‘Cue and Art
By Barbara Young
Among America’s list of indigenous cuisine, nothing is more homegrown than barbecue. TX-based Sadler’s Bar-B-Que Sales offers a line of products prepared with artistry.
Barbecue means more than an outdoor social gathering on a lazy summer day to folks at Sadler’s Bar-B-Que Sales in Henderson, TX. To be sure, Texas is barbecue country where soirées include feasting on roasted meat cooked outdoors on all kinds of equipment — from the primitive to the sophisticated. Barbecue is a year-round treat thanks to commercial production using modern equipment and cooking techniques, coupled with innovative marketing and distribution strategies.
Make no mistake, barbecue is not simply the exercise of turning raw meat into culinary treats — barbecue is about obsession, ritual, tradition, and recipe secrets.
Nowhere is this American dish more steeped in tradition than in Texas, the birthplace of Sadler’s — a four-generation family enterprise positioned as a leader in the production of “authentic” barbecue. Sadler’s line of products, featuring its TenderSplit beef brisket, spend 16-to-18 hours in the company’s custom-designed barbecue pits fueled by locally procured hickory wood.
“Barbecue is our business, and nobody does it better,” boasts Randy Sadler, grandson of the Texan who sired the family’s barbecue tradition. “Making barbecue is the only way our family has made a living in four generations.”
The original business operated in a 50-square-foot drive-up barbecue restaurant with curb service. The family built a USDA facility to handle increasing wholesale demand in 1967.
The company operates under the management of Harold Sadler, president, and his wife, Mildred. Other company officers include Harold’s sons Rick and Randy and son-in-law Jason Flanagan. Rick Sadler’s two sons also work full-time in the business.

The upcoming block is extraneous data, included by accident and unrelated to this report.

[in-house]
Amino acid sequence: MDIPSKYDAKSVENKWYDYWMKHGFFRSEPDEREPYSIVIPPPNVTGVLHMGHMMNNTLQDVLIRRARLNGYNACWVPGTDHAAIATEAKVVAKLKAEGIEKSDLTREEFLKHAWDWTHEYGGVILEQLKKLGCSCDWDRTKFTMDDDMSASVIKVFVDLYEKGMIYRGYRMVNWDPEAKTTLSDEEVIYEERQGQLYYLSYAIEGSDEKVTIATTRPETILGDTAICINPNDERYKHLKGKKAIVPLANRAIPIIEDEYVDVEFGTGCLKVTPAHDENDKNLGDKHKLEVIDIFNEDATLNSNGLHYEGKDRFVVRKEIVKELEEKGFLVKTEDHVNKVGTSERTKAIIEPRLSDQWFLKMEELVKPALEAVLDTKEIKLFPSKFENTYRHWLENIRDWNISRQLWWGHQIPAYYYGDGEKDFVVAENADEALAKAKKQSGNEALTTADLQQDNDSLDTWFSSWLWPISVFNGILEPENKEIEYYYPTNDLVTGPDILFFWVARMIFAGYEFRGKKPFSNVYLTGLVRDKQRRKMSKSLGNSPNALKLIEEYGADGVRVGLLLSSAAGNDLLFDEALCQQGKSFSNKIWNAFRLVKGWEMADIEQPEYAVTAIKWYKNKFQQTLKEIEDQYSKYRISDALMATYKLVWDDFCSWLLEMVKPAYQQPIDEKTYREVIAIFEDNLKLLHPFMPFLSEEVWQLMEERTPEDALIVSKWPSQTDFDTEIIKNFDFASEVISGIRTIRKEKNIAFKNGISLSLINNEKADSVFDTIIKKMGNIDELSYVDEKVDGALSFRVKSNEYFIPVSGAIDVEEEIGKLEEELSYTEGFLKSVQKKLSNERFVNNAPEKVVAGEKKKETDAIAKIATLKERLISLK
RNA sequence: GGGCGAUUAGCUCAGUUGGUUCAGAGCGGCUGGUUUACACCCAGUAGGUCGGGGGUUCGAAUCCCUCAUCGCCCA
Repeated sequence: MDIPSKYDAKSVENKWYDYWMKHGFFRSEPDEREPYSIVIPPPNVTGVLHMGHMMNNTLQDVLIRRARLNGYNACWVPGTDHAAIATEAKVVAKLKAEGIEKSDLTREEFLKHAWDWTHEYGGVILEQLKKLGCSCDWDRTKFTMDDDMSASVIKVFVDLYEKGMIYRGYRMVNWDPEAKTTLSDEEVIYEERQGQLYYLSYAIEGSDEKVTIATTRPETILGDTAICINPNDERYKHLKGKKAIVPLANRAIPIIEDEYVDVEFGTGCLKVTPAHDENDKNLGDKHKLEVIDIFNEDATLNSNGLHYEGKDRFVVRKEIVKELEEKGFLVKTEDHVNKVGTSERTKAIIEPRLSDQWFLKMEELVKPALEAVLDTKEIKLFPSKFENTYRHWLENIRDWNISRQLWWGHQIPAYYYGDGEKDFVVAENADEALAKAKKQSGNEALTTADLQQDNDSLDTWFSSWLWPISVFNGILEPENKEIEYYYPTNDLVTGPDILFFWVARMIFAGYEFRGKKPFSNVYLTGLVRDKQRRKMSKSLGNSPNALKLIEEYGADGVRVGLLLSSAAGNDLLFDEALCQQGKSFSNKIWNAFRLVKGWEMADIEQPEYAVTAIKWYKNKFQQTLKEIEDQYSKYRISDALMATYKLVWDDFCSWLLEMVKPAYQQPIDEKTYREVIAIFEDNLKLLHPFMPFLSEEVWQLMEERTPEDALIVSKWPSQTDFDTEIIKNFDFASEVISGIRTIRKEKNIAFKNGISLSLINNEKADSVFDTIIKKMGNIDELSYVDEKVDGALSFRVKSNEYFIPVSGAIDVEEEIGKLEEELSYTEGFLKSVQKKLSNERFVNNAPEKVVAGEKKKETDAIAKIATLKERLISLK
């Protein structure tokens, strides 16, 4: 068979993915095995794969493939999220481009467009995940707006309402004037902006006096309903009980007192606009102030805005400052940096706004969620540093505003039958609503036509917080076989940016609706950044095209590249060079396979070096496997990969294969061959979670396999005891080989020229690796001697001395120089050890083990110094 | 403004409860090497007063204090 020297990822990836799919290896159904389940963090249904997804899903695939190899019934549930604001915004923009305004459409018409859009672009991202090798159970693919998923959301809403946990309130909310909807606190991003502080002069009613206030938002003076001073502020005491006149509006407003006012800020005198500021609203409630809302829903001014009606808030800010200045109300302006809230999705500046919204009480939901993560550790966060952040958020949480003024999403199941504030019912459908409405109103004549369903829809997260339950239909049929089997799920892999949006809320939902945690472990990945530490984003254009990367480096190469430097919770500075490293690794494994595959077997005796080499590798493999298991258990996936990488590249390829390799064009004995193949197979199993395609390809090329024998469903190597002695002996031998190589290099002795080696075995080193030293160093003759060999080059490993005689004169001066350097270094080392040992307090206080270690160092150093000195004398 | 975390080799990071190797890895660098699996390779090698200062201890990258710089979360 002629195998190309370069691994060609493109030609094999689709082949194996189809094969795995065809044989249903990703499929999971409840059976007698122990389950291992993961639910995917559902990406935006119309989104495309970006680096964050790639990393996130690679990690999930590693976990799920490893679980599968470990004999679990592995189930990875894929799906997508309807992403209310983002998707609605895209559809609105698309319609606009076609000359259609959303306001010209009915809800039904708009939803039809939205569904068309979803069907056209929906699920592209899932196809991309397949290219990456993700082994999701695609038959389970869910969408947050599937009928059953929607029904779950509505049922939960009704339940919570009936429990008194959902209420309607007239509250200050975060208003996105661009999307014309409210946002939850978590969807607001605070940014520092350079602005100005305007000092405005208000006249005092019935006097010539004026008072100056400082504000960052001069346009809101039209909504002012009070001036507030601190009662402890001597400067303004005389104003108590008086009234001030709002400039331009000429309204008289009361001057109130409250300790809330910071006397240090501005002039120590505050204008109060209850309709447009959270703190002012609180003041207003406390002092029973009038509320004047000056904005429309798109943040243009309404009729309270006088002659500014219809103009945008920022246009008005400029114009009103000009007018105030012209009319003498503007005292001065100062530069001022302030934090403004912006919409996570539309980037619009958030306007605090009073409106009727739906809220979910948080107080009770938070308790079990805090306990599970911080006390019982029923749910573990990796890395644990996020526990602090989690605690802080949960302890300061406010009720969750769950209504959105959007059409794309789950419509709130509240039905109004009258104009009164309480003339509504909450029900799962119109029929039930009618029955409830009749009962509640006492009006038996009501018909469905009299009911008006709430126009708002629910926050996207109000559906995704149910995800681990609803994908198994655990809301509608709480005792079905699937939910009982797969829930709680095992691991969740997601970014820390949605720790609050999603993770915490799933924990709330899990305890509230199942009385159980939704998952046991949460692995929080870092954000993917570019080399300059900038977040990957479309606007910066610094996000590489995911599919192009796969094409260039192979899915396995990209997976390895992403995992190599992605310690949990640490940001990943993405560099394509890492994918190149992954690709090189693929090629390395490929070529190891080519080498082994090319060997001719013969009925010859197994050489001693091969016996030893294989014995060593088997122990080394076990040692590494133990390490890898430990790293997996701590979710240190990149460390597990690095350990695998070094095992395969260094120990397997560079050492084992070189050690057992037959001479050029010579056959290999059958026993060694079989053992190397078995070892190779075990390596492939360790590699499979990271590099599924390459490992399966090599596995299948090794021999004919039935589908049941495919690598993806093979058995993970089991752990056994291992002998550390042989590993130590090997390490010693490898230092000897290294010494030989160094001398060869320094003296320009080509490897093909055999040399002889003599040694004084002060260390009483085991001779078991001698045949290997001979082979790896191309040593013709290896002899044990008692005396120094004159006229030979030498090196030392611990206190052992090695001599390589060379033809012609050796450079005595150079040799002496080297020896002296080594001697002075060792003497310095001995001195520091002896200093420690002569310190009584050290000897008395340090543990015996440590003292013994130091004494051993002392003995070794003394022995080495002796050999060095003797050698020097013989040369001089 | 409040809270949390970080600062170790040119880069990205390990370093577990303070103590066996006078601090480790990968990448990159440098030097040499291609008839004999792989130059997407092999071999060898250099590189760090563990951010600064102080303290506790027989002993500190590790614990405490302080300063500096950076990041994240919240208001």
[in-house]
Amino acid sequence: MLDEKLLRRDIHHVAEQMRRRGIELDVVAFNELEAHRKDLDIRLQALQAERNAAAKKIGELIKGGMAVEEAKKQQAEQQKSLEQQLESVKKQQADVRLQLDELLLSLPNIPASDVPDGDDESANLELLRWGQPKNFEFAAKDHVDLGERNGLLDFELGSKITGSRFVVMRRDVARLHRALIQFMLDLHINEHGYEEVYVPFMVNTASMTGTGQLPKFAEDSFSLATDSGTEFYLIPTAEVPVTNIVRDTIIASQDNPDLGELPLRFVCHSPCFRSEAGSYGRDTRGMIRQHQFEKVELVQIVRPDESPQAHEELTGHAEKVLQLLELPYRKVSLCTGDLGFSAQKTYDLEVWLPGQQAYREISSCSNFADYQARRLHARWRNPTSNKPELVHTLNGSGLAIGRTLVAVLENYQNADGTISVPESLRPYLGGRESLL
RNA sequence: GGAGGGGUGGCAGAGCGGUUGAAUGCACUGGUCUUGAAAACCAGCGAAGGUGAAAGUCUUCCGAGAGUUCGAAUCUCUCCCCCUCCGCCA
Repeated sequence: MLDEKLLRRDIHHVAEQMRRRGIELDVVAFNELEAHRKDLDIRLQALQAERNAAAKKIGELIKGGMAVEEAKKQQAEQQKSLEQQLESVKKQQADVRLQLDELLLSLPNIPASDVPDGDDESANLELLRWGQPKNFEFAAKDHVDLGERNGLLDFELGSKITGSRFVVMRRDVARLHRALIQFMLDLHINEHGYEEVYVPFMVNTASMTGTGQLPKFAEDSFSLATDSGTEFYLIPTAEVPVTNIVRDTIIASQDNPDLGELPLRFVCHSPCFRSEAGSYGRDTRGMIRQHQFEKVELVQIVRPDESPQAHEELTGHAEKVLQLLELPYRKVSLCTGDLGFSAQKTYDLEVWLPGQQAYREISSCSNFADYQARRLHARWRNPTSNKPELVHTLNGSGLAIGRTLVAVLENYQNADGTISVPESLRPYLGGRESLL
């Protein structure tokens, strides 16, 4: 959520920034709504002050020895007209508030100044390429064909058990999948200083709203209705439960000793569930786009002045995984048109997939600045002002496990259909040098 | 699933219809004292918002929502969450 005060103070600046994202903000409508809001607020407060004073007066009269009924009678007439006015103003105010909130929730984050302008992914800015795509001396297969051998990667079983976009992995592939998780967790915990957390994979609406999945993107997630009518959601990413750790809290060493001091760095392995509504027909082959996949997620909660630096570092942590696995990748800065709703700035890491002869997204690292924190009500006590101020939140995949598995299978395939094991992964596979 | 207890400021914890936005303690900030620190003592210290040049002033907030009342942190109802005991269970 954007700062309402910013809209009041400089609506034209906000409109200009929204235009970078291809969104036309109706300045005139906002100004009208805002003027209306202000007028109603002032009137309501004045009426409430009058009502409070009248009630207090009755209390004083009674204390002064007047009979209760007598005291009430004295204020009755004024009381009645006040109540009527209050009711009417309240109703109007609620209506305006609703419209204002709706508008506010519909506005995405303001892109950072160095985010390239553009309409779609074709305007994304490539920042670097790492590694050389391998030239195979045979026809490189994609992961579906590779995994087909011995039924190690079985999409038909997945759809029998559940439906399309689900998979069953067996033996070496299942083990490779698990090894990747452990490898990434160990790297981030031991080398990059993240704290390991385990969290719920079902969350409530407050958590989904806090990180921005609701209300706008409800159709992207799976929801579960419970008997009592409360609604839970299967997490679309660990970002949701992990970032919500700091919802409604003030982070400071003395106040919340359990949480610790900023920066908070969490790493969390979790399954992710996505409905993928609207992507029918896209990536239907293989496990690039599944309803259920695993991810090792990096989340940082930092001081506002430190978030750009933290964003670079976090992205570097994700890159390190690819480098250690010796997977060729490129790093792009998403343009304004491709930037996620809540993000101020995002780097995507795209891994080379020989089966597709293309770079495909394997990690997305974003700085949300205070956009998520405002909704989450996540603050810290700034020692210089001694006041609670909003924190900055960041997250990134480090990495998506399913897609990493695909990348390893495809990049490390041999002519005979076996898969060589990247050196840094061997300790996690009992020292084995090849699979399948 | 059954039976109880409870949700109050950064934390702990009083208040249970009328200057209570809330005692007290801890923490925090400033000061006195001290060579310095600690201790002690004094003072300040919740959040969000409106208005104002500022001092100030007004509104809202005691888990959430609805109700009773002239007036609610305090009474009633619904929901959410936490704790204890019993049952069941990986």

“Our people and our process are our assets,” Randy Sadler says. “Members of the same family come to work here. That would not happen if we didn’t treat people right.”
Henderson, TX — population 11,000 — is the county seat. As the second-largest employer in the city, Sadler’s management embraces the responsibilities of good corporate citizenship. Therefore, when a company supervisor recommended that the company make insurance coverage an optional benefit, Harold Sadler vetoed the proposal.
“He didn’t want our employees to burden the community hospital system, so coverage is automatically provided by the company,” Randy Sadler explains. A bonus program rewards employees based on their years of service. The company also provides anon-site chapel for worship and a full-time chaplain.
Revving up for growth
Sadler’s achieved double-digit growth for the past decade, and is projecting a 16-percent growth rate in 2005, driven primarily by its meal-solution product line targeting the retail and club store markets. Other growth vehicles include convenient labor-saving products for deli, traditional foodservice, and business-to-business channels.
“While the traditional barbeque product that defines Sadler’s remains consistent, organization, packaging, marketing, and equipment changes reflect the evolution and growth of the company and category,” James Chambless, executive director, business development, reports.
Besides its trademark beef brisket, including a signature sliced TenderSplit version, Sadler’s offers products in heat-and-serve tubs and convenience cartons.